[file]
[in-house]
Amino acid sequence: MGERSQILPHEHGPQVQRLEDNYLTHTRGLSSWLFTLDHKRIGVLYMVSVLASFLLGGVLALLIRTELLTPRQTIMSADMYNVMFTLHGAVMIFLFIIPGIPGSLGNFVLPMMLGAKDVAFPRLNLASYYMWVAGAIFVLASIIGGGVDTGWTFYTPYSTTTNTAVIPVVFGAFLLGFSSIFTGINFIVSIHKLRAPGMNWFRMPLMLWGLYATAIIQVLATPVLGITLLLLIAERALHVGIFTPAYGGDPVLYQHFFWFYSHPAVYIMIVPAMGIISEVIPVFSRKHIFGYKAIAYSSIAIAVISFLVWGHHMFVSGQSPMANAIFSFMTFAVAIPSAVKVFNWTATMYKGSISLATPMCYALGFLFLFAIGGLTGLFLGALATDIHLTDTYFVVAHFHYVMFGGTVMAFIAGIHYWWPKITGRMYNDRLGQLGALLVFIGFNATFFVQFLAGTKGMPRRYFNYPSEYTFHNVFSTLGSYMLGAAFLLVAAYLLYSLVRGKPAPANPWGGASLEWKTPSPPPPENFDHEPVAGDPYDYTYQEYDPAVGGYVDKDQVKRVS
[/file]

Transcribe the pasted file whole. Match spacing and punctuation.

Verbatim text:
[in-house]
Amino acid sequence: MGERSQILPHEHGPQVQRLEDNYLTHTRGLSSWLFTLDHKRIGVLYMVSVLASFLLGGVLALLIRTELLTPRQTIMSADMYNVMFTLHGAVMIFLFIIPGIPGSLGNFVLPMMLGAKDVAFPRLNLASYYMWVAGAIFVLASIIGGGVDTGWTFYTPYSTTTNTAVIPVVFGAFLLGFSSIFTGINFIVSIHKLRAPGMNWFRMPLMLWGLYATAIIQVLATPVLGITLLLLIAERALHVGIFTPAYGGDPVLYQHFFWFYSHPAVYIMIVPAMGIISEVIPVFSRKHIFGYKAIAYSSIAIAVISFLVWGHHMFVSGQSPMANAIFSFMTFAVAIPSAVKVFNWTATMYKGSISLATPMCYALGFLFLFAIGGLTGLFLGALATDIHLTDTYFVVAHFHYVMFGGTVMAFIAGIHYWWPKITGRMYNDRLGQLGALLVFIGFNATFFVQFLAGTKGMPRRYFNYPSEYTFHNVFSTLGSYMLGAAFLLVAAYLLYSLVRGKPAPANPWGGASLEWKTPSPPPPENFDHEPVAGDPYDYTYQEYDPAVGGYVDKDQVKRVS